Vinification process

Alcoholic Fermentation

Within two weeks after pressing, the sugars in the grape juice will transform into alcohol through a chemical reaction known as alcoholic fermentation. This reaction will produce a large amount of carbon dioxide (CO2). Afterward, the wine will continue to release CO2 while cooling down.

Malolactic Fermentation

Next comes malolactic fermentation. The malic acid in the grape juice, which is a strong acid, will gradually transform into a milder acid, lactic acid. This reaction will produce a little CO2 but mostly allow for the wine to become smoother on the palate and bring out “food” flavors (e.g., cream, fresh butter, milk caramel…).


Once both fermentations are completed, the wine is left to rest so that all the suspended elements can settle at the bottom of the tank. Racking then involves recovering the clear juice and separating it from the sediment, called the lees.

After one to two weeks of rest, the wines enter their stability phase. We taste them again to analyze their potential and imagine their future.


Blending is by far the most exciting step for the winemaker: it involves mixing wines from different grape varieties and parcels. We aim to obtain a balanced, aromatic, and consistent blend that characterizes the taste of Champagne Gawron year after year. In doing so, we must envision how the blend will develop with secondary fermentation. In fact, effervescence will amplify the sensations, whether good or bad.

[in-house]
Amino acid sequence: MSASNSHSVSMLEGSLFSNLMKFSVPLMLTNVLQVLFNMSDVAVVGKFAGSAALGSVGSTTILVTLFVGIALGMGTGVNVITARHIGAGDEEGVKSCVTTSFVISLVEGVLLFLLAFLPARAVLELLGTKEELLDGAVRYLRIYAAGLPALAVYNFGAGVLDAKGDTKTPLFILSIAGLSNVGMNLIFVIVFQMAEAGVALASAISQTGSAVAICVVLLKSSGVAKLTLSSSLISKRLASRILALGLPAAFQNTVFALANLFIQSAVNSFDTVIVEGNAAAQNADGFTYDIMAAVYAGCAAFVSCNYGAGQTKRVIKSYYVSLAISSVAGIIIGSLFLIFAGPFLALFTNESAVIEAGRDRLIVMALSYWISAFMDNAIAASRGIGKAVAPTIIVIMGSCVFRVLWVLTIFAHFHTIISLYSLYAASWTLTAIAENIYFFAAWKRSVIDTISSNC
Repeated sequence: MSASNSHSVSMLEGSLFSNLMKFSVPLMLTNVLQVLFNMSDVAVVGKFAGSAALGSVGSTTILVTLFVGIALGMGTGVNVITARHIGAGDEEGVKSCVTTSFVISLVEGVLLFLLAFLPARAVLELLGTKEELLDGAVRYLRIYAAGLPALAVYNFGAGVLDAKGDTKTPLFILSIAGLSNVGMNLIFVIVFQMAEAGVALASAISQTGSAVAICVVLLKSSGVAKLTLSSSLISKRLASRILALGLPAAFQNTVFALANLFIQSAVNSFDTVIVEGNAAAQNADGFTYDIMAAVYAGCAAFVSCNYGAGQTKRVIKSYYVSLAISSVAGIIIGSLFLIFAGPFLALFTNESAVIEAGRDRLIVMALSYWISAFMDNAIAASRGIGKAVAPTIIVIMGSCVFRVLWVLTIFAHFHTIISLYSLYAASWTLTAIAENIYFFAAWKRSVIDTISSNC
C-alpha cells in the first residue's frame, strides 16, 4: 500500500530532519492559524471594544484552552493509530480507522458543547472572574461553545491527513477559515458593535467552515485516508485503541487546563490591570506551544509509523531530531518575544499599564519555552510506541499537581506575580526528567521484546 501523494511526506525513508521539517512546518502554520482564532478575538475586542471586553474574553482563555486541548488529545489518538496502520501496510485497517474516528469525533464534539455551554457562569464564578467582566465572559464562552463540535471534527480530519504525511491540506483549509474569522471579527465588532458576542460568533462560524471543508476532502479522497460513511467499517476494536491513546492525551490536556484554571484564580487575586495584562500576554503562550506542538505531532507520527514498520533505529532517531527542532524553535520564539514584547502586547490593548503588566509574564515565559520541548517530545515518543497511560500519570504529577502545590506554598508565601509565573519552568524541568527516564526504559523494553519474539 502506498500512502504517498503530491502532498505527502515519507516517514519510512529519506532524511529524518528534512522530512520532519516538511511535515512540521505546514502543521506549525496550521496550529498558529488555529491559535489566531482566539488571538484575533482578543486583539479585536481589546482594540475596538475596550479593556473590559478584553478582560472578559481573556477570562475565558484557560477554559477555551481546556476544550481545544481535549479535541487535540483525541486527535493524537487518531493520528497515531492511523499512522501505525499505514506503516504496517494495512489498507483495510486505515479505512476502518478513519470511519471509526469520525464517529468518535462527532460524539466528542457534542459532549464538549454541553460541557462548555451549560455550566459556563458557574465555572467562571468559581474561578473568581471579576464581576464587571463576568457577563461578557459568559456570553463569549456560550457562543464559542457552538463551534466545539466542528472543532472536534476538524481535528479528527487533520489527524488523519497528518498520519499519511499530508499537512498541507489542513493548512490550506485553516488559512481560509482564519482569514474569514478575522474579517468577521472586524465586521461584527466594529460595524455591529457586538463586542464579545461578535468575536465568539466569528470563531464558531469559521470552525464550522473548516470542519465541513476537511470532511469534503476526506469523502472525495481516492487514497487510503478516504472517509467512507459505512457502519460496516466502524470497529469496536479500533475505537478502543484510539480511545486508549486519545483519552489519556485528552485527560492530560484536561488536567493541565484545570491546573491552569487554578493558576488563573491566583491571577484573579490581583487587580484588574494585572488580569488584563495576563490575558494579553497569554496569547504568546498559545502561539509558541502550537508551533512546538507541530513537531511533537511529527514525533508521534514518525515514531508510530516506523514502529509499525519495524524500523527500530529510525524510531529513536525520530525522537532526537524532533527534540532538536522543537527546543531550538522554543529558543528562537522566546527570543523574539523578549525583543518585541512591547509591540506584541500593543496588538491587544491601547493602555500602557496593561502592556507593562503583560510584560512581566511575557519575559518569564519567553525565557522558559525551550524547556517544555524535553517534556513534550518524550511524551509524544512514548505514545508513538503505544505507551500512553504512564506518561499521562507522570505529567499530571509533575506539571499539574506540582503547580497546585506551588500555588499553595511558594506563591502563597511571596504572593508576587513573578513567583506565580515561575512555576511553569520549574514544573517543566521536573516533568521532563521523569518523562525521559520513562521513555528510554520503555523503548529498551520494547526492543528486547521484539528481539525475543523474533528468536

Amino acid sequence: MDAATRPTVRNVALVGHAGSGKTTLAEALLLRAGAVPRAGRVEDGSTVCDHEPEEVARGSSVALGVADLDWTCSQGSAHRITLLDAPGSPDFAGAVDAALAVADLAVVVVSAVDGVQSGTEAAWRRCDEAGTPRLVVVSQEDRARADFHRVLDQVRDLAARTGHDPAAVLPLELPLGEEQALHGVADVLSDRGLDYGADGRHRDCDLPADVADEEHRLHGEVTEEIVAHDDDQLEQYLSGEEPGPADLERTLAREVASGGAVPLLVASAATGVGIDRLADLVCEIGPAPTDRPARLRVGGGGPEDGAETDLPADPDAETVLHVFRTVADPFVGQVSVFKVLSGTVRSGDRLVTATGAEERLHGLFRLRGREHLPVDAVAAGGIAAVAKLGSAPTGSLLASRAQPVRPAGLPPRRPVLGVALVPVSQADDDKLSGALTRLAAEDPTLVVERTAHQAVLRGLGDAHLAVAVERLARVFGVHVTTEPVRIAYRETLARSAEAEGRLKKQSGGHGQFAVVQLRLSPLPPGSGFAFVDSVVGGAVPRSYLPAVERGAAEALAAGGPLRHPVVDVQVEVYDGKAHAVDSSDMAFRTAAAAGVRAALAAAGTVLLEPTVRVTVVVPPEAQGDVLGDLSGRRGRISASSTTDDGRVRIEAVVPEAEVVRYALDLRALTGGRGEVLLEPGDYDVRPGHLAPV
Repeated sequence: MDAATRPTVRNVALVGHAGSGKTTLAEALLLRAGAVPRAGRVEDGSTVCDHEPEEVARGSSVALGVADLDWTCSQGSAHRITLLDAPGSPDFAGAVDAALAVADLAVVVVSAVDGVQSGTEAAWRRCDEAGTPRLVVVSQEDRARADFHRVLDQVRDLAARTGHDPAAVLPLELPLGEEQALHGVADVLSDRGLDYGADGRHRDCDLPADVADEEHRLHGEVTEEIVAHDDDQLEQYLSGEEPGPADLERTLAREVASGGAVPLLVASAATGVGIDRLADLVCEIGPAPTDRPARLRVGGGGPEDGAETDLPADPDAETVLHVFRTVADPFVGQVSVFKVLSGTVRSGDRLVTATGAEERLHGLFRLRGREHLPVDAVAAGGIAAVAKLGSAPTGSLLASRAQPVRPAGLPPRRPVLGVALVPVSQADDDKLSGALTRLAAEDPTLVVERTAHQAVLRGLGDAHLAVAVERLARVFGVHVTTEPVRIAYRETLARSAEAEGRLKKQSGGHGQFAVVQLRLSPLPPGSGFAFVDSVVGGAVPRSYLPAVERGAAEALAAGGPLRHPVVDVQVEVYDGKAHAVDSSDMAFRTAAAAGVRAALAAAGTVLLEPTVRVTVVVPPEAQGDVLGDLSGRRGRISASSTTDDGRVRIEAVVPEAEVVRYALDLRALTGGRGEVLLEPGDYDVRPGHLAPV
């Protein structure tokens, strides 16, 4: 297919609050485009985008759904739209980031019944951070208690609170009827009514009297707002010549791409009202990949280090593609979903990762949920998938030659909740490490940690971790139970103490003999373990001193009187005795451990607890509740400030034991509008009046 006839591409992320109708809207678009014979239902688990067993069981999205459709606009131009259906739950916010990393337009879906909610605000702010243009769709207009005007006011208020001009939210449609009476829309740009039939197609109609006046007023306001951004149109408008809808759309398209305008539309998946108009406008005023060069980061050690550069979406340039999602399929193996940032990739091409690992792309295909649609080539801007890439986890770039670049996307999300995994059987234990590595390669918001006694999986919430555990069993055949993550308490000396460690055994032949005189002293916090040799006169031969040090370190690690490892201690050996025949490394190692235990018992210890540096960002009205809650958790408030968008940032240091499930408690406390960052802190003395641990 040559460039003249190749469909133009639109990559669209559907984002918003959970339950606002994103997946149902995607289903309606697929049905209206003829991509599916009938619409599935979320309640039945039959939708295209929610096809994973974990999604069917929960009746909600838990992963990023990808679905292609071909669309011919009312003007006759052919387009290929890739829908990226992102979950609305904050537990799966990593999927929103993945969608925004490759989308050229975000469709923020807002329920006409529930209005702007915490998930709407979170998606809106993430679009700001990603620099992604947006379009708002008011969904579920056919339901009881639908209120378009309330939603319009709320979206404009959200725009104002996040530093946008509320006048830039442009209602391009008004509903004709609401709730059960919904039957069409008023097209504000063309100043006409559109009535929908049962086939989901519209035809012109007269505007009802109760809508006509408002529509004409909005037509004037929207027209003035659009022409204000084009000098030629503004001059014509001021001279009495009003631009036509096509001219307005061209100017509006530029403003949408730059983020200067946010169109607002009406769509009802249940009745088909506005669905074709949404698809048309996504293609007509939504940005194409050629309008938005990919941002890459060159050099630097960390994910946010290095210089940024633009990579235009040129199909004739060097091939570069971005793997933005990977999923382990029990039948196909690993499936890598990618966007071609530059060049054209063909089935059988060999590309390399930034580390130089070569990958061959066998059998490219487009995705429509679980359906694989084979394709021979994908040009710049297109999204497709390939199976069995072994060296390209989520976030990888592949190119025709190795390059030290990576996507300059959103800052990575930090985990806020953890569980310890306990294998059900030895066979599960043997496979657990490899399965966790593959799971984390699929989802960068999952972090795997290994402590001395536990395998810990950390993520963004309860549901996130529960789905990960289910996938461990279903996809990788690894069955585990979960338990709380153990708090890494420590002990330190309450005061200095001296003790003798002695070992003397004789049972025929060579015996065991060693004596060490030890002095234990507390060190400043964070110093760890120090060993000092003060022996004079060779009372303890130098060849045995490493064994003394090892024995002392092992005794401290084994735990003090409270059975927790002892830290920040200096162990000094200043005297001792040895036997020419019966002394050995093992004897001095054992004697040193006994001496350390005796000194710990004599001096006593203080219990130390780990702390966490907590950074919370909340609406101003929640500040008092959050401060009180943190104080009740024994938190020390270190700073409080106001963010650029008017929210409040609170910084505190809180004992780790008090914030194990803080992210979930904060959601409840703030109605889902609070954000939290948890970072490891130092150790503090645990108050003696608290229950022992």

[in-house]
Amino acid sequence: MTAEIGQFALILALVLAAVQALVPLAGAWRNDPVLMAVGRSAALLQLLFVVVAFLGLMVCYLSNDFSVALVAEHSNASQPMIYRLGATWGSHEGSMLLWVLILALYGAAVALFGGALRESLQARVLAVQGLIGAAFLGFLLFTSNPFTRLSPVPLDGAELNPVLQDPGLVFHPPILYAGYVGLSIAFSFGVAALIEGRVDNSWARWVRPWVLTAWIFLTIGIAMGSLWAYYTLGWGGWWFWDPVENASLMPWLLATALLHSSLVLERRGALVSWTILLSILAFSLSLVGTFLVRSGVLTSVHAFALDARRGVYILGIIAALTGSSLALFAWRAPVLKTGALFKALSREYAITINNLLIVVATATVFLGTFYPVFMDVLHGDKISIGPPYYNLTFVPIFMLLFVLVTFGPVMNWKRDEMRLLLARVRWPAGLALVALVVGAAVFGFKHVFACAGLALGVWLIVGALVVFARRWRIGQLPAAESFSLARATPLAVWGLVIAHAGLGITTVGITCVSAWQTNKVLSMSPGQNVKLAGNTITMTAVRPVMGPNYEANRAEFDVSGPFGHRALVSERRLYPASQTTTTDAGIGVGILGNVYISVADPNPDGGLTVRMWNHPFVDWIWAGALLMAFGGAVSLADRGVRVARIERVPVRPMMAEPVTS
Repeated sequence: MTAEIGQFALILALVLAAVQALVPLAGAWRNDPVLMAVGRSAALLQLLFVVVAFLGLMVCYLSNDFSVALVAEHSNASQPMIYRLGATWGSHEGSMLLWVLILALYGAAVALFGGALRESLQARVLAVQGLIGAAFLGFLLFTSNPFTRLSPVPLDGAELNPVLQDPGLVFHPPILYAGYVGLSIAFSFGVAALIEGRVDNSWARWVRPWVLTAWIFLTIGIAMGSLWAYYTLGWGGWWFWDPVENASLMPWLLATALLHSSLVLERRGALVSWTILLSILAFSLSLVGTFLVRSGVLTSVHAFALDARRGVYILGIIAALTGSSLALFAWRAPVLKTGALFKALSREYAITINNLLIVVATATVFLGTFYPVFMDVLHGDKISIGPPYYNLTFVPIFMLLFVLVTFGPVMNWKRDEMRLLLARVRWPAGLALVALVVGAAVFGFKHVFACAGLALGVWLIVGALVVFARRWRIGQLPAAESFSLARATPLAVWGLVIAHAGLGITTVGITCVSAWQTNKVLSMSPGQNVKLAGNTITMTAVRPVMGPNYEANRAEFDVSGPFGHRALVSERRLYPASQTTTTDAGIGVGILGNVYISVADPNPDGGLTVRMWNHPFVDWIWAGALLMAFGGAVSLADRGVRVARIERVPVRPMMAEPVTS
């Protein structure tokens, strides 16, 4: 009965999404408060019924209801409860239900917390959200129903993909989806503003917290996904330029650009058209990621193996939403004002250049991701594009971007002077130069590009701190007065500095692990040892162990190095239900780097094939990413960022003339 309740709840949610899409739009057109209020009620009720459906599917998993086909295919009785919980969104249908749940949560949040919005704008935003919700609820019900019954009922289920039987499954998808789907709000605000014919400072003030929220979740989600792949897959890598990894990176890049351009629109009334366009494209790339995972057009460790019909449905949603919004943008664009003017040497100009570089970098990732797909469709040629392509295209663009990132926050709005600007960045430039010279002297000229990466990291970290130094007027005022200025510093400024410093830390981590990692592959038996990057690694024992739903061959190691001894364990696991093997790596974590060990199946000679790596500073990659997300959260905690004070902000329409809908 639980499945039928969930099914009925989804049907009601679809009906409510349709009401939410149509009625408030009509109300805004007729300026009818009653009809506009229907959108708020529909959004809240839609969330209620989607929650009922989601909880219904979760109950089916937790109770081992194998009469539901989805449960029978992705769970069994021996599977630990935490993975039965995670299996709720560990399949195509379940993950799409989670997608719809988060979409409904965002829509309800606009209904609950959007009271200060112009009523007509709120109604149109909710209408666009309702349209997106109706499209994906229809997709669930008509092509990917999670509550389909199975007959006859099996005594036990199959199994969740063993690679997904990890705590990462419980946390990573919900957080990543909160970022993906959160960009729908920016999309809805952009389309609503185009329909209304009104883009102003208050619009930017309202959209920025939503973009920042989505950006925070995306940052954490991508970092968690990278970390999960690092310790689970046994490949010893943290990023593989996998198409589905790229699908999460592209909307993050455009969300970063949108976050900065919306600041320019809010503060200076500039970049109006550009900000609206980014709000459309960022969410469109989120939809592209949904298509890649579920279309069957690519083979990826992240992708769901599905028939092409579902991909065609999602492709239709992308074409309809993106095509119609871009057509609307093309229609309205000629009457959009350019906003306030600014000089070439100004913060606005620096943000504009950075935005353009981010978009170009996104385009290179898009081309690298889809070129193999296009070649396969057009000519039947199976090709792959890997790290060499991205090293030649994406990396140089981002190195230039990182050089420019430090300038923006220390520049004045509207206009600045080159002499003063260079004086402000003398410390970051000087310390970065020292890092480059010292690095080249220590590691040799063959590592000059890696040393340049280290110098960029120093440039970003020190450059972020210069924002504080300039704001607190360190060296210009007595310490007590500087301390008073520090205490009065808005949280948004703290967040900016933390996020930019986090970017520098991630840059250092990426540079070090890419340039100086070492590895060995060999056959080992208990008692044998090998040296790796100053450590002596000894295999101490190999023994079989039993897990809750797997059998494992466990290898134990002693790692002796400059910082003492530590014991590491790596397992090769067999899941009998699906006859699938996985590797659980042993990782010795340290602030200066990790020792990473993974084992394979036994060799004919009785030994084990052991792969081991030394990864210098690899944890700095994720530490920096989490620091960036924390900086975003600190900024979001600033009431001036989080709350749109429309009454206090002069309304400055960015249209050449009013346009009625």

Therefore, it is essential at this stage to work with the purest and most expressive wines possible.


Next, we will blend the wines on a large scale according to the chosen proportions, taking into consideration minimizing oxygen exposure during the process.

Tangential Filtration

The wine will undergo another filtration to eliminate the last impurities and become perfectly clear. We use the tangential filtration process, which is a biological method that does not require the addition of foreign substances such as cellulose or Kieselguhr earth. The absence of third-party materials also guarantees the perfect preservation of natural aromas.


Preparation for bottling

Now, we need to prepare for the bottling of the future Champagne. We add 2.4 kg of cane sugar per hectoliter of wine, active yeast in a proportion of four percent of the volume, and various oenological products.

  • Active yeast is composed of yeasts acclimated to wine, which allows for the appearance of foam.
  • Oenological products play a role in the riddling of the bottles and in “tartrate” stabilization. Naturally, tartrate deposits form at the bottom of the bottles. We use cellulose gums (or CMC) to agglomerate the tartrate to eliminate it later during disgorgement. This method avoids the cold treatment and brutal filtration of wines, commonly used by other wineries, but which destroy aromas and flavors. These gums derived from wood cellulose are commonly used in the food industry under the name E466 for glazing ice creams, syrups, or beverages.


Also known as “racking”, this stage involves transferring the wine into sealed, capped bottles to prevent any leakage.

Secondary Fermentation